Who: Troy A. Jones and T. Lynn Ford of Ethno Images Inc.
When: Started in 2000
Former advertising executives and colleagues Troy Jones and T. Lynn Ford knew the advertising industry well-and they knew when they searched for stock photos of minorities to use in ad campaigns, they would come up empty-handed. "Working with various art directors, there was always a need for an African-American image here or a Hispanic image there. But there was never a resource for it," says Jones.
Jones, 34, and Ford, 28, spotted a niche-and saw that the growing minority population would correspond with a growing need for minority-targeted advertising. They were also tired of the ups and downs of working at ad agencies.
But starting a one-stop shop for minority stock images presented its own challenges-such as locating enough talented photographers who shared their vision and had those kinds of photos in their collections. Says Jones, "We did direct mail, searched the Internet, [did] guerrilla-type marketing, went to exhibits [and] shoots-word-of-mouth was a key factor."
In the end, the creation of Ethno Images turns out to be a winning situation for all involved: Ad agencies get the photos they need, photographers get to sell their photographs, and Ethno Images secures a commission for linking the two. And their annual $700,000 in sales is only the beginning, according to Jones. He sees Ethno Images eventually becoming part of a larger Ethno brand that will encompass a greeting card company, a recording label and an entertainment company.
On a shoestring
online store for specialty auto parts
Who: Michael Lewis and Brian Marks of PartsForYourCar.com (PFYC.com)
Where: Sammamish, Washington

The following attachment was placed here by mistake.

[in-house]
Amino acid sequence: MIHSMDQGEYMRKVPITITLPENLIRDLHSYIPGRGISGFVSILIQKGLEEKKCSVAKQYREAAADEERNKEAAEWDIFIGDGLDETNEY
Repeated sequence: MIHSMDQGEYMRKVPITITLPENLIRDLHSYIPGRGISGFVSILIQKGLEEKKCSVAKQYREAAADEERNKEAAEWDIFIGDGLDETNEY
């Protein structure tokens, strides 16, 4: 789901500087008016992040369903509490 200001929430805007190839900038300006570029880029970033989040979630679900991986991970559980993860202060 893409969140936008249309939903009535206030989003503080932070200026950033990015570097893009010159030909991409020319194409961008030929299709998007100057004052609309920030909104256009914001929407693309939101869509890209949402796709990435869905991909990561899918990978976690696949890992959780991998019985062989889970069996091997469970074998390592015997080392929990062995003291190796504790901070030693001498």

When: Started in 1998
Start-Up Cost: $583
After eight years of working for others-after he'd owned his own business-Michael Lewis got the inspiration to start PFYC.com. The car enthusiast had been chatting on a Pontiac Grand Prix community Web site when he met Brian Marks, 28, and the two commiserated about the difficulty of finding specialty car parts. Both had jobs in the tech industry at the time, yet they wanted to launch a Web site to meet car hobbyists' needs. Says Lewis, 42, "We had this idea we could do this with little risk because we could use the Internet as our catalog."
The partners started part time out of their homes-with Lewis in Sammamish, Washington, and Marks in Raleigh, North Carolina. "We didn't even meet until we'd been working together for three months," says Lewis. Their earliest expenses were $55 per month for Web hosting and application fees for the Internet transactions and merchant bank account. To save money, they didn't stock inventory at first, but relied on drop-shipping from vendors instead.
In 1999, Lewis quit his job to devote himself full time to the growing venture; Marks quit his job in 2000 and still resides in North Carolina. Lewis credits outsourcing with keeping overhead low-even today, with sales in the millions, they outsource warehousing, distribution and shipping. "As much as you want to start with $2 million in capital, keep the day job, and get your toes wet," says Lewis. "Learn when the consequences aren't so high."